European Union countries must look for compromise and help the British government convince the British people to stay in the Union, but not at the price of discrimination against EU citizens, says Lithuanian President Dalia Grybauskaitė ahead of important talks in Brussels.
UK Prime Minister David Cameron and Lithuanian President Dalia Grybauskaitė
© LRPK / Robertas Dačkus

A European Council meeting starting on Thursday will address, among other things, Britain's reform demands for the European Union.

"One of the main questions is the UK's proposed EU reform that contains many things: promoting competitiveness, proposals on sovereignty and economic management," Grybauskaitė told LRT radio before the summit. "But one item concerns social issues, it is the so-called immigration reform which would affect benefits that all newcomers to the United Kingdom get from day one."

"Our position - my own, that of the [Lithuanian] government and the European Affairs Committee - is clear enough: we will not accept discrimination against European, including Lithuanian, citizens. We absolutely must help find a compromise and help Great Britain come up with solutions so it can convince its people to stay in the EU, but this must be done in the way that does not discriminate EU citizens in relation to third countries," Grybauskaitė said.

Britain's proposed measures to withhold in-work and out-of-work benefits for newly arrived EU migrants cannot be applied indefinitely, Grybauskaitė added, but only for a limited and finite period. Moreover, the new measures on cutting social benefits must not apply for migrants who are already in the UK, according to the Lithuanian president: "New arrivals could be denied some benefits for a limited period of time. But only Lithuanians who arrive now, not those already there."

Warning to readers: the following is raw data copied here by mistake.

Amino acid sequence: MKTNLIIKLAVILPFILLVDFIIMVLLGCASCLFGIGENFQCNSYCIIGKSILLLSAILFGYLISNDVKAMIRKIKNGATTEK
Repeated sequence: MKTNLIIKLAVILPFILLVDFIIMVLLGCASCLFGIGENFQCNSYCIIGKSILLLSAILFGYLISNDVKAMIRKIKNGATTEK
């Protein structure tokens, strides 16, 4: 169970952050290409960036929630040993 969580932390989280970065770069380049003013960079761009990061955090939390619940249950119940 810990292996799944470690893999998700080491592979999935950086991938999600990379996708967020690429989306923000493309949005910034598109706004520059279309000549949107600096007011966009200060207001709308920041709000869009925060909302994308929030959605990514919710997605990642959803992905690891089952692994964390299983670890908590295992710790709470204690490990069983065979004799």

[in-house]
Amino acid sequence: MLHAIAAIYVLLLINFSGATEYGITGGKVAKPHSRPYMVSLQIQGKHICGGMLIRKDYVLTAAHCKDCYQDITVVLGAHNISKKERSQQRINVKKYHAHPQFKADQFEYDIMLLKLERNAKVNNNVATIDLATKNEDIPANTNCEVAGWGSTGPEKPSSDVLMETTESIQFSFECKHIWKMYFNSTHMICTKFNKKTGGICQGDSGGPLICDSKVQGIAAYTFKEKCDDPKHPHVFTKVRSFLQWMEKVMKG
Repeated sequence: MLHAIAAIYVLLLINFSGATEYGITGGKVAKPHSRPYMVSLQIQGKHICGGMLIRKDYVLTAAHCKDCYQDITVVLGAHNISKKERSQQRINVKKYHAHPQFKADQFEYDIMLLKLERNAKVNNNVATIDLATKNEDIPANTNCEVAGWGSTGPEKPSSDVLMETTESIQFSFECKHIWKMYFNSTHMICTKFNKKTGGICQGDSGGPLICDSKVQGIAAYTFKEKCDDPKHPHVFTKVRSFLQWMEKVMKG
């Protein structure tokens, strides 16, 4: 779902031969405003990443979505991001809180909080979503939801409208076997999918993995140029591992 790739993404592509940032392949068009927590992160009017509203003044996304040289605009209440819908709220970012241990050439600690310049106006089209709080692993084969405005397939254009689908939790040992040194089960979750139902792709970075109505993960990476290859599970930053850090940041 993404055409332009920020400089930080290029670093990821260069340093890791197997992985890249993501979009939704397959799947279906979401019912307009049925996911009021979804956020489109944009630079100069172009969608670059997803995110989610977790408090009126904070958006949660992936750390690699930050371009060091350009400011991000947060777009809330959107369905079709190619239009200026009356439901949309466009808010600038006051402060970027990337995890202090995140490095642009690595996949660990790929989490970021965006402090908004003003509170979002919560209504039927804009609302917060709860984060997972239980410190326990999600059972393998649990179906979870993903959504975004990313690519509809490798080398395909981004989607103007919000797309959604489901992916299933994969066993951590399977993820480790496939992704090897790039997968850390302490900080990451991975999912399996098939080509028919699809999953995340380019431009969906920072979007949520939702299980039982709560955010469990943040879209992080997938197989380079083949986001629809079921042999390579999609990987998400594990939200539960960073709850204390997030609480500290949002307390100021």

"So we have a number of conditions and our position coincides with the one of the Visegrad states [Poland, Hungary, the Czech Republic and Slovakia]. I think we will look for compromise, but there must be no discrimination," Grybauskaitė insisted.

The Visegrad-4, as the group of four Eastern European countries are known, recently presented a unified position, insisting that cutting child benefits for migrant EU workers in Britain who leave their children at home can only be applied to new cases and not to people already in the UK.

The four countries want to limit the changes to the UK and resist applying the new system uniformly across the EU. They also want the “emergency brake” on migrant benefits demanded by Britain weakened in return for approval of any deal.

British Prime Minister David Cameron presented four key demands to European Council president Donald Tusk. First, London wants assurances that Britain can opt out of further political integration in the EU; the second demand concerns competitiveness and cutting regulation from Brussels; third, restricting access to in-work and out-of-work benefits to EU migrants for the first four years of residence in the UK; fourth, Cameron has demanded explicit assurance of non-discrimination against EU states outside the eurozone.

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